Harvard Law Professor Charles Nesson asks in his JuryX course in HarvardX / edX about Boston hosting the summer Olympics in 2024:
CHARLES NESSON: Boston is in a remarkable position with respect
to issues of big sport.
Boston has on the table the prospect of bidding
for the summer Olympics in 2024.
This is a proposal, a plan, that has been hatched by business interests
in and around Boston, and advanced in a very structured, well
planned out campaign-- political campaign, media campaign.
And it comes to the point where the question
is on the table-- do the people of Boston
actually want to make an Olympic bid?
And how is that to be determined?
Are we to arrive at a point where we bid but in fact,
the process is one that's vulnerable to being impeached as having
been imposed from the top down?
Or have we got at some approach that actually leaves Boston,
if we bid, with the feeling that we really wanted to do this?
And we means we the people of Boston really wanted to do this.
Well, how do we accomplish that result?
That's a question I'm eager for us to explore.
Exactly how we explore it will depend a little bit more on you.
There are two possible perspectives on this question.
One can look at the question from the point of view of the people of Boston.
But one can also look at the question from the point of view
of the people of the globe other than the people of Boston--
the audience for Boston, the people who are affected by Boston's decision
Here's my response in the discussion in JuryX, and vis-a-vis World University and School:
Develop a conversation between the interested peoples/stakeholders - and consider doing this even via a Wiki - to reach a sense of unity in a f/Friendly manner.
It seems there are two Olympiad "we the peoples" here - the greater Boston area Olympics-hosting "we the people" and the whole world's Olympics-watching "we the people," both on television and related "one-to-many" media, and on the web and in social interactive real time media, in 200+ nation states, which I see as a) a specific identity and b) a globalized internet Olympic public. How best and in what ways to bring these "peoples" into conversation with each other? The way the questions are asked, leading to this conversation between these "peoples," seems significant here. And Prof. Nesson, as a Bostonian and Harvard Law Professor, seems - even especially in the context of this JuryX course with its international student body as a kind of way of airing the issues - most capable of asking these publics, and also especially of synthesizing a sense of agreement/understanding of these Olympiad "we the peoples" peoples (even as a kind of clerk of a big worldwide unprogrammed Quaker/Friends' Meeting). In what ways via the Internet, I would further ask, can Professor Nesson, or even this JuryX course's module on "Big Sport," bring these two "we the peoples" further into conversation with one another, and in specific communicative ways?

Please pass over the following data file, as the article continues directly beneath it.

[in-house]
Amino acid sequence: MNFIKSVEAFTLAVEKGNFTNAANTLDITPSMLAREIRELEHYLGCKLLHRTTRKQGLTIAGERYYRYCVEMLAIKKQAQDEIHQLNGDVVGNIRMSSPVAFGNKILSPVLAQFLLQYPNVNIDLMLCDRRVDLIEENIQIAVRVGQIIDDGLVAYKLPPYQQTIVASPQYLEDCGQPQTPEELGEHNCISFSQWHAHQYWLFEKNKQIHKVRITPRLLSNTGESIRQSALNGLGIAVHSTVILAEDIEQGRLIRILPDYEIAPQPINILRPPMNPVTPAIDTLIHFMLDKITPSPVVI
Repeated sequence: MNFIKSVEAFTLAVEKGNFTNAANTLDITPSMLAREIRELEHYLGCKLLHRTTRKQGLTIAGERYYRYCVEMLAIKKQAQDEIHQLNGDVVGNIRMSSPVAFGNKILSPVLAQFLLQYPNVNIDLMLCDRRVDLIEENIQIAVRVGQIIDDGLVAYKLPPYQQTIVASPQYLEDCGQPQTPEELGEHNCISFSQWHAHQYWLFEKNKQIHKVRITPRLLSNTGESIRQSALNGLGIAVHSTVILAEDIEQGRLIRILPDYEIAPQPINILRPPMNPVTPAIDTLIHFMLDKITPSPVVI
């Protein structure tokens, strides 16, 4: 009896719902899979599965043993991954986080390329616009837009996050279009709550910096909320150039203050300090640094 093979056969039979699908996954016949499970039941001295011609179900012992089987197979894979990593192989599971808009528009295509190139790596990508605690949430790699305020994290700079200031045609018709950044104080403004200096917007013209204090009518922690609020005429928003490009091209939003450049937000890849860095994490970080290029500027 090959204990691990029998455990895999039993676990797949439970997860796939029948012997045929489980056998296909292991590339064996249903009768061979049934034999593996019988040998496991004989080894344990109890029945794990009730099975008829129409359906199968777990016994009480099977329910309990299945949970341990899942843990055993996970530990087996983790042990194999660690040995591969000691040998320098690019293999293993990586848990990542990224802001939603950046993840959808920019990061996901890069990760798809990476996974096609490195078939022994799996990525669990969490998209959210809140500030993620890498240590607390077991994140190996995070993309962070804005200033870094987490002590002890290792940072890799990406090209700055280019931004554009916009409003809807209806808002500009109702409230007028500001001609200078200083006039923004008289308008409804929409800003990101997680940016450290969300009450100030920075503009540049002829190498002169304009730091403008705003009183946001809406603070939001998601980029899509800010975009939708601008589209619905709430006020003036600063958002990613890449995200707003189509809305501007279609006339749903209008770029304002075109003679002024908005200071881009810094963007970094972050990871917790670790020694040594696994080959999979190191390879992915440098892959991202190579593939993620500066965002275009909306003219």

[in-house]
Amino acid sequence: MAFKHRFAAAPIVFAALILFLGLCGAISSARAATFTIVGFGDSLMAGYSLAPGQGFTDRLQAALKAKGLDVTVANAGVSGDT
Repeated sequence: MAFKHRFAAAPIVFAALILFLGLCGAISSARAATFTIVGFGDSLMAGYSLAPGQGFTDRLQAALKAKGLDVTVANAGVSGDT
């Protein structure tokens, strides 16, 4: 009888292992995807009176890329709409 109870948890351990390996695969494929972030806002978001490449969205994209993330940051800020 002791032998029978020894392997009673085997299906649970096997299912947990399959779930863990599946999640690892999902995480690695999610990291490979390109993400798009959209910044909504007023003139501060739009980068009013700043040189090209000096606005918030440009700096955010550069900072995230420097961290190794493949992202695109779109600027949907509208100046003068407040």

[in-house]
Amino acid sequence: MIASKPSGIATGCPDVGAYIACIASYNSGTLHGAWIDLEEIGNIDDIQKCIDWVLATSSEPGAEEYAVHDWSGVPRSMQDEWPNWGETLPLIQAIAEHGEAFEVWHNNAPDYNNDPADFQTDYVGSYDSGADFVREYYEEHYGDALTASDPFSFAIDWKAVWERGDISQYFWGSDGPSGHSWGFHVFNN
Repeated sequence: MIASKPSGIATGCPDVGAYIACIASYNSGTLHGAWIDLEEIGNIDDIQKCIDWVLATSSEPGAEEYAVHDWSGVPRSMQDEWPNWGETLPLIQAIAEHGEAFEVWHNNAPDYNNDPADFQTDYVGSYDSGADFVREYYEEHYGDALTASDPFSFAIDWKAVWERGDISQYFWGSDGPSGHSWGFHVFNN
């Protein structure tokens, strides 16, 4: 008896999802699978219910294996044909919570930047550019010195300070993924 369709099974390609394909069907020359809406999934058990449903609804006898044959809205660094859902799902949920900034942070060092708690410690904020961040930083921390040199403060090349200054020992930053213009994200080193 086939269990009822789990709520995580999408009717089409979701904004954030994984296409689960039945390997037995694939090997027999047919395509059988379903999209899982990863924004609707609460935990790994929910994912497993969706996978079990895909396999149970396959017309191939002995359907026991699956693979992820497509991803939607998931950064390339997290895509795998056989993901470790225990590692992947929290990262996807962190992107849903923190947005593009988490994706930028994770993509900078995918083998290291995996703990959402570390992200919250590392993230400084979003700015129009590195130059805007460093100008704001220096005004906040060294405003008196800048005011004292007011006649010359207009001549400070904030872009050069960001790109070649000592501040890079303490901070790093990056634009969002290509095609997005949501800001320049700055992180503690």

(In a related edifying vein, and perhaps as a collaborative partner, World University and School - http://worlduniversityandschool.org - which is like Wikipedia with best STEM-centric OpenCourseWare (eg CC MIT OCW in 7 languages and CC Yale OYC), would like to engage a worldwide audience for online Creative Commons' licensed free university degrees - bachelor, Ph.D., Law, MD, and IB degrees - accrediting in all countries and in their main languages, while developing as open wiki schools in all 8,000 languages; Wikipedia is in 288 languages, by way of comparison. In a parallel way to the questions we in JuryX are asking about "Big Sport" and Boston hosting the Olympics vis-a-vis the Olympics' publics, how can WUaS reach out to both "the people" in existing great Universities (with parallels to Boston), and reach out to "the people" in all 200+ some countries, and 8000+ languages, who might be extraordinarily interested in universal highest quality accrediting online education, to reach a sense of unity about this? That Wikipedia is in 288 languages - and we the people have generated millions of articles in these - and is growing as a wiki (editable web pages) is a great example for both these "Big Sport" questions, as well as WUaS, as a conversation generator).
And in terms too even of generating a way perhaps of developing a conversation between the greater Boston area Olympics-hosting "we the people" and the whole world's Olympics-watching "we the people," it seems like Wiki might be a way forward. Perhaps Professor Nesson has already begun this Wikification conversation process for these Olympics' 2024 "Big Sport" questions.